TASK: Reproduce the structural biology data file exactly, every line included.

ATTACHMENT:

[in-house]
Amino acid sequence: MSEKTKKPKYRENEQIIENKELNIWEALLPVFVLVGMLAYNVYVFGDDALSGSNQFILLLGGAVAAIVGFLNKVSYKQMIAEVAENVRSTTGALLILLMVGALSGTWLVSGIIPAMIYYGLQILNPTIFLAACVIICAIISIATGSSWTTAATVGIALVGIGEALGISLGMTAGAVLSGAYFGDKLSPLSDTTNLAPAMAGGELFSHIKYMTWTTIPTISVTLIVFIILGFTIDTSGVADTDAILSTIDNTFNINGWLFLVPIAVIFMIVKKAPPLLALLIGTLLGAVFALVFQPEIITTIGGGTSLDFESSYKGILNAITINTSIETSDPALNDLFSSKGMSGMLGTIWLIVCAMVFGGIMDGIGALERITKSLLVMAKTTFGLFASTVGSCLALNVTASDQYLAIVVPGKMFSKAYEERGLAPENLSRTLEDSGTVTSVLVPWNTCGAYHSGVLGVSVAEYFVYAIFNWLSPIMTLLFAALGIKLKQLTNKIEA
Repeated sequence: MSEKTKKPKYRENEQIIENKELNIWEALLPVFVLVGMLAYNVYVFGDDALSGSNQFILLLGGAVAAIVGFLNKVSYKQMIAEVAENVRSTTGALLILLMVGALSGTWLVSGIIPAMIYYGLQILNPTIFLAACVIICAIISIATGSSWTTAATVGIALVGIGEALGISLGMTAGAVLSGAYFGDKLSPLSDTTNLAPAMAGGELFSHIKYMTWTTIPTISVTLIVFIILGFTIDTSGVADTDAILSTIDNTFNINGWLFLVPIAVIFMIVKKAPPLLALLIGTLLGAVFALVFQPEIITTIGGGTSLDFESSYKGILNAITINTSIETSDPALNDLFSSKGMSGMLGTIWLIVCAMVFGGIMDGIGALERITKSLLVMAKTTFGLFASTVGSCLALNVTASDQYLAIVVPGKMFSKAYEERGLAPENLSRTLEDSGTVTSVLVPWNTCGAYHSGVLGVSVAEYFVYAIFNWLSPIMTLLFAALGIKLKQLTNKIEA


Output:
[in-house]
Amino acid sequence: MSEKTKKPKYRENEQIIENKELNIWEALLPVFVLVGMLAYNVYVFGDDALSGSNQFILLLGGAVAAIVGFLNKVSYKQMIAEVAENVRSTTGALLILLMVGALSGTWLVSGIIPAMIYYGLQILNPTIFLAACVIICAIISIATGSSWTTAATVGIALVGIGEALGISLGMTAGAVLSGAYFGDKLSPLSDTTNLAPAMAGGELFSHIKYMTWTTIPTISVTLIVFIILGFTIDTSGVADTDAILSTIDNTFNINGWLFLVPIAVIFMIVKKAPPLLALLIGTLLGAVFALVFQPEIITTIGGGTSLDFESSYKGILNAITINTSIETSDPALNDLFSSKGMSGMLGTIWLIVCAMVFGGIMDGIGALERITKSLLVMAKTTFGLFASTVGSCLALNVTASDQYLAIVVPGKMFSKAYEERGLAPENLSRTLEDSGTVTSVLVPWNTCGAYHSGVLGVSVAEYFVYAIFNWLSPIMTLLFAALGIKLKQLTNKIEA
Repeated sequence: MSEKTKKPKYRENEQIIENKELNIWEALLPVFVLVGMLAYNVYVFGDDALSGSNQFILLLGGAVAAIVGFLNKVSYKQMIAEVAENVRSTTGALLILLMVGALSGTWLVSGIIPAMIYYGLQILNPTIFLAACVIICAIISIATGSSWTTAATVGIALVGIGEALGISLGMTAGAVLSGAYFGDKLSPLSDTTNLAPAMAGGELFSHIKYMTWTTIPTISVTLIVFIILGFTIDTSGVADTDAILSTIDNTFNINGWLFLVPIAVIFMIVKKAPPLLALLIGTLLGAVFALVFQPEIITTIGGGTSLDFESSYKGILNAITINTSIETSDPALNDLFSSKGMSGMLGTIWLIVCAMVFGGIMDGIGALERITKSLLVMAKTTFGLFASTVGSCLALNVTASDQYLAIVVPGKMFSKAYEERGLAPENLSRTLEDSGTVTSVLVPWNTCGAYHSGVLGVSVAEYFVYAIFNWLSPIMTLLFAALGIKLKQLTNKIEA